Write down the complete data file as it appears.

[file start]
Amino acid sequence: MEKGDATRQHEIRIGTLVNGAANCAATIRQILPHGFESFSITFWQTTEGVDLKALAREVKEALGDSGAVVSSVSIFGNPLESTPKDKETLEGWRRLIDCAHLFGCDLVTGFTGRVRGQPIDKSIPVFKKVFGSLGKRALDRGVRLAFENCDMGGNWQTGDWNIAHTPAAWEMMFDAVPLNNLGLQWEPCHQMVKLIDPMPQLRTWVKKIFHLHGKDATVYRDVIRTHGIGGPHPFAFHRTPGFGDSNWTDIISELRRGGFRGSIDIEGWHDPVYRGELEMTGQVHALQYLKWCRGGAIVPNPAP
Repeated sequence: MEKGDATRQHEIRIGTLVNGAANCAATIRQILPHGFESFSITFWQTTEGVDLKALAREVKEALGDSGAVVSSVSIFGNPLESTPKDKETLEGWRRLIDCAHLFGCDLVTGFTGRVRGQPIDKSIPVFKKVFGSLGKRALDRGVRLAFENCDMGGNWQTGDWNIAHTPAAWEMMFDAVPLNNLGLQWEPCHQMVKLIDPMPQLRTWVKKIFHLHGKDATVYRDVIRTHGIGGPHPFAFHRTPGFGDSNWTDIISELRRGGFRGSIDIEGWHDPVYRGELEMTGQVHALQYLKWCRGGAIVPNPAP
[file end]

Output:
Amino acid sequence: MEKGDATRQHEIRIGTLVNGAANCAATIRQILPHGFESFSITFWQTTEGVDLKALAREVKEALGDSGAVVSSVSIFGNPLESTPKDKETLEGWRRLIDCAHLFGCDLVTGFTGRVRGQPIDKSIPVFKKVFGSLGKRALDRGVRLAFENCDMGGNWQTGDWNIAHTPAAWEMMFDAVPLNNLGLQWEPCHQMVKLIDPMPQLRTWVKKIFHLHGKDATVYRDVIRTHGIGGPHPFAFHRTPGFGDSNWTDIISELRRGGFRGSIDIEGWHDPVYRGELEMTGQVHALQYLKWCRGGAIVPNPAP
Repeated sequence: MEKGDATRQHEIRIGTLVNGAANCAATIRQILPHGFESFSITFWQTTEGVDLKALAREVKEALGDSGAVVSSVSIFGNPLESTPKDKETLEGWRRLIDCAHLFGCDLVTGFTGRVRGQPIDKSIPVFKKVFGSLGKRALDRGVRLAFENCDMGGNWQTGDWNIAHTPAAWEMMFDAVPLNNLGLQWEPCHQMVKLIDPMPQLRTWVKKIFHLHGKDATVYRDVIRTHGIGGPHPFAFHRTPGFGDSNWTDIISELRRGGFRGSIDIEGWHDPVYRGELEMTGQVHALQYLKWCRGGAIVPNPAP